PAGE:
A number of studies have indicated that listening to Mozart’s work may temporarily increase cognitive skills; however other studies have found no statistically significant “Mozart effect”. The Appalachian State University conducted an experiment on 120 college students to test their spatial reasoning ability and concentration and found that there was no significant effect of Mozart’s music and the results only had small differences which were not statistically different, failing to support the theory of the Mozart Effect.

An additional statistical technique that checked for differences in individual improvement also produced non-significant results. So does classical music really help one’s learning ability? This is one of the area’s which my experiment will look into. According to Harvard University Studies, music plays a vital role in enhancing creativity. Music has a positive impact on the right side of the brain, which deals with the development of creativity. Furthermore, rhythm is also known to help the students learn math, as strong beats cause the brain waves to vibrate in synch with the beat bringing about higher levels of concentration and alertness.

Techno music for example generally has a constantly fast and consistent tempo and rhythm which could potentially aid one’s concentration and spatial reasoning. Some studies have also suggested that music with strong beats or a consistent rhythm could also improve one’s reaction time in a car accident to an extent, as brain waves are caused to resonate in sync to the fast beat of the music, therefore increasing concentration and in turn, your reaction time. Auditory Cortex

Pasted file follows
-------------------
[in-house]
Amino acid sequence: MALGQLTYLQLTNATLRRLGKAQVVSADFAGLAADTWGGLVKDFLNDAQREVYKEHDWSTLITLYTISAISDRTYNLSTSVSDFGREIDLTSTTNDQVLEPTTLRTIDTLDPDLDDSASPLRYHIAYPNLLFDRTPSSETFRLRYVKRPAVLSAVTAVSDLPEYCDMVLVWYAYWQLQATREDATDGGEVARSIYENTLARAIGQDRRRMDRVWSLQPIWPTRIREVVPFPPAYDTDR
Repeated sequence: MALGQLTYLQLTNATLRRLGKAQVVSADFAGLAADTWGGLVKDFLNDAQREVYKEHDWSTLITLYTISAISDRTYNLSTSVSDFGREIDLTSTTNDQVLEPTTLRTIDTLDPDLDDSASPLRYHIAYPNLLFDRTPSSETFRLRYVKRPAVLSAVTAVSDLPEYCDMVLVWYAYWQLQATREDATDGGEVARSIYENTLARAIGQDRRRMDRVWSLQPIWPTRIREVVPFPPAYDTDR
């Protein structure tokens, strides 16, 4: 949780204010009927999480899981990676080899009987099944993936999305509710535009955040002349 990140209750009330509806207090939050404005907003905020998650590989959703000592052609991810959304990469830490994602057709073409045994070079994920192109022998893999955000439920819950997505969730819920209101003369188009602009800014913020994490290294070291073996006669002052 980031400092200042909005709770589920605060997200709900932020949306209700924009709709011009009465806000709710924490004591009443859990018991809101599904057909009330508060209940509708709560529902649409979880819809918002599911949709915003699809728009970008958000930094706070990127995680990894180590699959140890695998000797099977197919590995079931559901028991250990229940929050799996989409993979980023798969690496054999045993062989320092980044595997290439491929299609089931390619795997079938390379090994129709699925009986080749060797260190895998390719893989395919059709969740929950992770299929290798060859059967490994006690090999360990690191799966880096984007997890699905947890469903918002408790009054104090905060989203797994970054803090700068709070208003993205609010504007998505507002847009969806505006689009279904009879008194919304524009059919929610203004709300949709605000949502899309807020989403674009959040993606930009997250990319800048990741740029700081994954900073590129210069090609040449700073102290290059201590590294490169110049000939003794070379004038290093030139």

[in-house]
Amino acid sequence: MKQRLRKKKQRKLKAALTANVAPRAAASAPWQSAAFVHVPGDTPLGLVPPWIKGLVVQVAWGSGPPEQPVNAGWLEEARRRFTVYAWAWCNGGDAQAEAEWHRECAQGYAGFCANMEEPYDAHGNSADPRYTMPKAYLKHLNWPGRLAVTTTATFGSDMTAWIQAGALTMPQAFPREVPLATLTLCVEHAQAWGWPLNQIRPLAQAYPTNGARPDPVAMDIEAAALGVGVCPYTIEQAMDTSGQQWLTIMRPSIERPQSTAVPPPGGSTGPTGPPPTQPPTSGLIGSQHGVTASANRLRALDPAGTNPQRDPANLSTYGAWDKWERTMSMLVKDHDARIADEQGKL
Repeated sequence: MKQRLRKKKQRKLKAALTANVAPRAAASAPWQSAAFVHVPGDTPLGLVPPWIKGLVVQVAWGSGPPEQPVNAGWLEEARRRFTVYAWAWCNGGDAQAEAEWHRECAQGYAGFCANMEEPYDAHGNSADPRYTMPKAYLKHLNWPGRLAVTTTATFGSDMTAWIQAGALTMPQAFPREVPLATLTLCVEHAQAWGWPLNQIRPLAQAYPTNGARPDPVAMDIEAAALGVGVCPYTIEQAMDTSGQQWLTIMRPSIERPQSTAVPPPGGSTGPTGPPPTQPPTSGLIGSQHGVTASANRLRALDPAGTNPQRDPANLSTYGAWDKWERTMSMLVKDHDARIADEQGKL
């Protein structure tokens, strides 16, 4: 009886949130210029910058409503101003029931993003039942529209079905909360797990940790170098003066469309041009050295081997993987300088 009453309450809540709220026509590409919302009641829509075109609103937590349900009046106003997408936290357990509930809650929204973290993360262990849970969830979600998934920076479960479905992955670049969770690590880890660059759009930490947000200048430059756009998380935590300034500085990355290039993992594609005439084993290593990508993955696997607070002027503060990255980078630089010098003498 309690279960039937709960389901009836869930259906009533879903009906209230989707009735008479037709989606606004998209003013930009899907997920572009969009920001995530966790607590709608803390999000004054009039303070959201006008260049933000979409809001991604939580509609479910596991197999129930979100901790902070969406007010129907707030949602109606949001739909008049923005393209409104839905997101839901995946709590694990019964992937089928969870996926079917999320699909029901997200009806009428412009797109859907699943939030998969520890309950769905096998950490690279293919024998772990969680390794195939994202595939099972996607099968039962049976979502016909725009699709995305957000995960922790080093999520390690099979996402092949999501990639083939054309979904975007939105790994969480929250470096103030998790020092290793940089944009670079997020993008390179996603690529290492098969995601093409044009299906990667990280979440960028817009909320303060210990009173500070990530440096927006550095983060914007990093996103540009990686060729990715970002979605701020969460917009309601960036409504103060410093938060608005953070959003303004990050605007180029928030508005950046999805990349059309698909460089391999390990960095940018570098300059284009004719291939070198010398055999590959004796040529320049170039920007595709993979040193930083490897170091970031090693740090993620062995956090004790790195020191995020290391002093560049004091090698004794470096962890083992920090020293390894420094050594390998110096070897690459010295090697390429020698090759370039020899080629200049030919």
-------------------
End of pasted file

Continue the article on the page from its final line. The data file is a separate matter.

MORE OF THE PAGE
Studies and experiments have shown that music affects many different parts of the brain including the auditory cortex and the cellebrum; however experiments on humans have shown that music has a significant effect mainly in the prefrontal cortex which is responsible for many functions including the recollection of memories, concentration and the processing of sound. Appendix of Research: After analysing the information gained from my research, I have gained a greater knowledge into my topic.

I have learnt that music establishes a more positive learning attitude and brings about remarkable improvements in one’s academic skills. I was quite surprised with the fact that any genre of music helps build pathways in the brain by connecting neurons between the 2 hemispheres of the brain, as I assumed that metal music would have a different effect. Another interesting piece of information was that music with a strong beat or rhythm actually increased attention levels as it caused brainwaves to resonate in sync with the fast tempo of music.